My name is Mario-Francisco Robles. I’m a writer/critic here at Latino-Review, but offline I’m someone who’s dedicated my life to entertainment. I’ve been entertaining audiences professionally over 15 years. Entertainment, in all its forms, is my life. Some of my favorite moments have been up on stage, giving my all to a sold out crowd, but I’ve also had some equally life-altering moments being in the audience. In this ongoing column, I’ll bring my passion, experience, and perspective to a number of topics that move me as someone whose life revolves around arts and entertainment.
Entry #1: Why Movie Studios Don’t Care About You. Yes, You.
If you’re reading this, then you’re part of the online fan community that frequents film sites. You like to stay up-to-date on upcoming movies. You likely have a love of superheroes and/or comic books. You enjoy hearing the latest Hollywood rumors and rumblings. You probably appreciate hearing about the behind-the-scenes machinations that lead to the movies you love. You may, in fact, be a nerd.
And, guess what, studios don’t care what you think about their blockbusters. Namely ones featuring comic book characters, or that are huge effects-driven spectacles.
Why? It’s simple, really. Because they’re going to get your money anyway.
Let’s take Thursday, for example. The first trailer for The Amazing Spider-Man 2 hit the web. All over the internet, you could heard the rumble of fan response. Of course, it was very passionate on both sides. Many hated it. Many loved it. Tons of folks thought it looked too busy with too many characters while others thought it looked like an epic comic book action-adventure. But at the end of the day, all these people that are bickering? They’re going to see it anyway!
For better or worse, properties involving The X-Men, Spider-Man, Batman, or any of the Marvel Cinematic Universe characters are bulletproof.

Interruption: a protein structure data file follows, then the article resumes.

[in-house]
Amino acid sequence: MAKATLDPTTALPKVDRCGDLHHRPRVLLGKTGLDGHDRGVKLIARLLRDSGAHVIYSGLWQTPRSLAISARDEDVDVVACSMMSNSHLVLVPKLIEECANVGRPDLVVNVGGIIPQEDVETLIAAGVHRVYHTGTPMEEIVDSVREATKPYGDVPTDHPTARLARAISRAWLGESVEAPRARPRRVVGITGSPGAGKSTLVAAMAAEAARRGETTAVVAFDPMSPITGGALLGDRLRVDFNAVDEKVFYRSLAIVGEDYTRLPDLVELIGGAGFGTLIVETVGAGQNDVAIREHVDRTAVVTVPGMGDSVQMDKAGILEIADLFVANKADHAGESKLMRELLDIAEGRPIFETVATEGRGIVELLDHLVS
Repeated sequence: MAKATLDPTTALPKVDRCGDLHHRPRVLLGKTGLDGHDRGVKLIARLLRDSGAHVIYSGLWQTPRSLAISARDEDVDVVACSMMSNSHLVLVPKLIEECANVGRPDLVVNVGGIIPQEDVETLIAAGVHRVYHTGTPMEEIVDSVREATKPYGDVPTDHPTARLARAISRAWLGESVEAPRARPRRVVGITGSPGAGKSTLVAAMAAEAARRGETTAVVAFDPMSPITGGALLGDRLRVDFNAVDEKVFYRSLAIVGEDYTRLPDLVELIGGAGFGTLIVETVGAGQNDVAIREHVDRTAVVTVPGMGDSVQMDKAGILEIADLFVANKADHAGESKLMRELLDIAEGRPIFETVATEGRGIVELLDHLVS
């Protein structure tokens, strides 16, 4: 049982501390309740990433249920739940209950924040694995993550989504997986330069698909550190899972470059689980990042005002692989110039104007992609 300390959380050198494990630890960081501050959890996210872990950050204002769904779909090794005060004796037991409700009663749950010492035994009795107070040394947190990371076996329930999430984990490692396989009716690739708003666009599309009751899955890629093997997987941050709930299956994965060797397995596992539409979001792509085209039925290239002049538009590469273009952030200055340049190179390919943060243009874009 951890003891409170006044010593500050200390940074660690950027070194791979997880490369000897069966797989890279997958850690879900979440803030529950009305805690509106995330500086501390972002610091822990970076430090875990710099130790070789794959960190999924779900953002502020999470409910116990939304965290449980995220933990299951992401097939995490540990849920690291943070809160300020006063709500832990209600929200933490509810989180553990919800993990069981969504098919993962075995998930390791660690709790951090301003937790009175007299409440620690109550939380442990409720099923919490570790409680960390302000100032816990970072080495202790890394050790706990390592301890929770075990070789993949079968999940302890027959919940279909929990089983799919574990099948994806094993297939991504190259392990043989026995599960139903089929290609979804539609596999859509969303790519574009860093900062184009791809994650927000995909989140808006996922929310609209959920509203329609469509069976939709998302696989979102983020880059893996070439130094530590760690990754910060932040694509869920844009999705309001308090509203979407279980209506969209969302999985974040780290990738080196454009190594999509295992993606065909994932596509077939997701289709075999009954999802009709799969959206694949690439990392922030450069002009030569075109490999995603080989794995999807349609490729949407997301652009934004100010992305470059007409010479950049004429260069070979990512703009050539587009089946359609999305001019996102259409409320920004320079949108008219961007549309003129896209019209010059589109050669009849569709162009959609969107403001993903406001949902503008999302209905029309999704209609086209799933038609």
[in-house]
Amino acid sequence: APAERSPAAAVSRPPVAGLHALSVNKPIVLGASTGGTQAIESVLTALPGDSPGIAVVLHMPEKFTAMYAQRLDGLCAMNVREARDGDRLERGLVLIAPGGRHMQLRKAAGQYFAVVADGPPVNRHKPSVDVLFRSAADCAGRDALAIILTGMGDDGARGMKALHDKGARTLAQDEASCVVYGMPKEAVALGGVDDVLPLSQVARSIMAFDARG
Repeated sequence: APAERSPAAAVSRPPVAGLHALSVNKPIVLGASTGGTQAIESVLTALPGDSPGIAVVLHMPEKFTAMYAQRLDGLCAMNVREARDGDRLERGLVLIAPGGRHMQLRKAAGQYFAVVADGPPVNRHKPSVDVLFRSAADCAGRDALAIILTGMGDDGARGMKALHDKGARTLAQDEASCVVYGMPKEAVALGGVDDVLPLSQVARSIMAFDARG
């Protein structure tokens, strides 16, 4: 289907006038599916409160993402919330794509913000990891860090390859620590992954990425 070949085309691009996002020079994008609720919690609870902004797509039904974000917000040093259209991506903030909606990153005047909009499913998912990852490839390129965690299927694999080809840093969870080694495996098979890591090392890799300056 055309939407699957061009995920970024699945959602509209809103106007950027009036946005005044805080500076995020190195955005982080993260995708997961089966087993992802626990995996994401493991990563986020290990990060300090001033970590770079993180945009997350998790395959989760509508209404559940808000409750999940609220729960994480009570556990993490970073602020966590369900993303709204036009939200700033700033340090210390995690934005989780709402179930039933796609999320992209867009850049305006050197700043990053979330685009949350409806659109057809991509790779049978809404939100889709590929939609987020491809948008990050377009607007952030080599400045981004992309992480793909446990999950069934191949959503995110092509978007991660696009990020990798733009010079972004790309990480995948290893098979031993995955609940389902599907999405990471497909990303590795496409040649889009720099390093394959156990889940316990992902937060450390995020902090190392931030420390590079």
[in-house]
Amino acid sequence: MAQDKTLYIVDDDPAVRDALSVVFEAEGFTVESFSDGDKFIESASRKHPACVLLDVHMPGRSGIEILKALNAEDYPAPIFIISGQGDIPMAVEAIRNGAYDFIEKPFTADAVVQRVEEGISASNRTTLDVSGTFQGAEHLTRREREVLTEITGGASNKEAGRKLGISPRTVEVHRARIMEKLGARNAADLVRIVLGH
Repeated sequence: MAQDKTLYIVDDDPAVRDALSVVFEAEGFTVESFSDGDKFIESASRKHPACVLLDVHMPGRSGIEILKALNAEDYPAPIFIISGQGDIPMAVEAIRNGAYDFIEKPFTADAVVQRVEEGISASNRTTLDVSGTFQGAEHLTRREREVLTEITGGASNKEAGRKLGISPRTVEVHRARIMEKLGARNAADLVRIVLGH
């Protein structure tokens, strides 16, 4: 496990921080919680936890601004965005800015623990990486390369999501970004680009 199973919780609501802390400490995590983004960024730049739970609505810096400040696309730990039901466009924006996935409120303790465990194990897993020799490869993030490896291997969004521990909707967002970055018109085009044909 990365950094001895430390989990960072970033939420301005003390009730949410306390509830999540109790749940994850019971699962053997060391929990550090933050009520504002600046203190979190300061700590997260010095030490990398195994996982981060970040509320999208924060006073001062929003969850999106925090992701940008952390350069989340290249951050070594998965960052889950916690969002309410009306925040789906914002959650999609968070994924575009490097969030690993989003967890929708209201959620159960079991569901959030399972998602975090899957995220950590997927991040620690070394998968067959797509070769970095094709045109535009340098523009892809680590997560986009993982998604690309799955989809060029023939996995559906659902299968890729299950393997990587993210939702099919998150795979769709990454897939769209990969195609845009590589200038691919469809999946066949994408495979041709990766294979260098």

Whether it’s out of morbid curiosity, or “getting dragged” by friends, or because they want to see “how bad” it is, or because their opinion is going to soften in the weeks leading up to the premiere so they want to “give it a chance,” all the haters are going to see it. And that’s all the studio cares about. They want your $12. Period. They don’t need you to be excited about the movie. They don’t need you to approve of the tone, or to agree with the creative liberties they’ve taken. They just need you to pay $12 to see it at your local multiplex.
It’s the funniest thing, really. It’s also very unique to this cross section of fans and type of movies. Would this happen during an election? If you spent months following two candidates, and you believed 100% in one and wished to support them, would you then go on election day to the booth and vote for the other candidate? In essence, that’s what you do whenever you purchase a ticket for a movie that you’ve been protesting. You’re giving them your vote. The way you vote for the other guy, the one you supposedly want (i.e. a movie that fits your criteria in terms of its tone/source material/or, in Spider-Man’s case you want the character to revert to Marvel Studios) is by simply not going.
Money talks. Hit them in the wallet, where it hurts. Don’t buy a ticket, don’t get the t-shirt, or the action figures, or the tie-in books. If you really want to get the movie you’ve dreamed of, don’t give your vote to the one you don’t.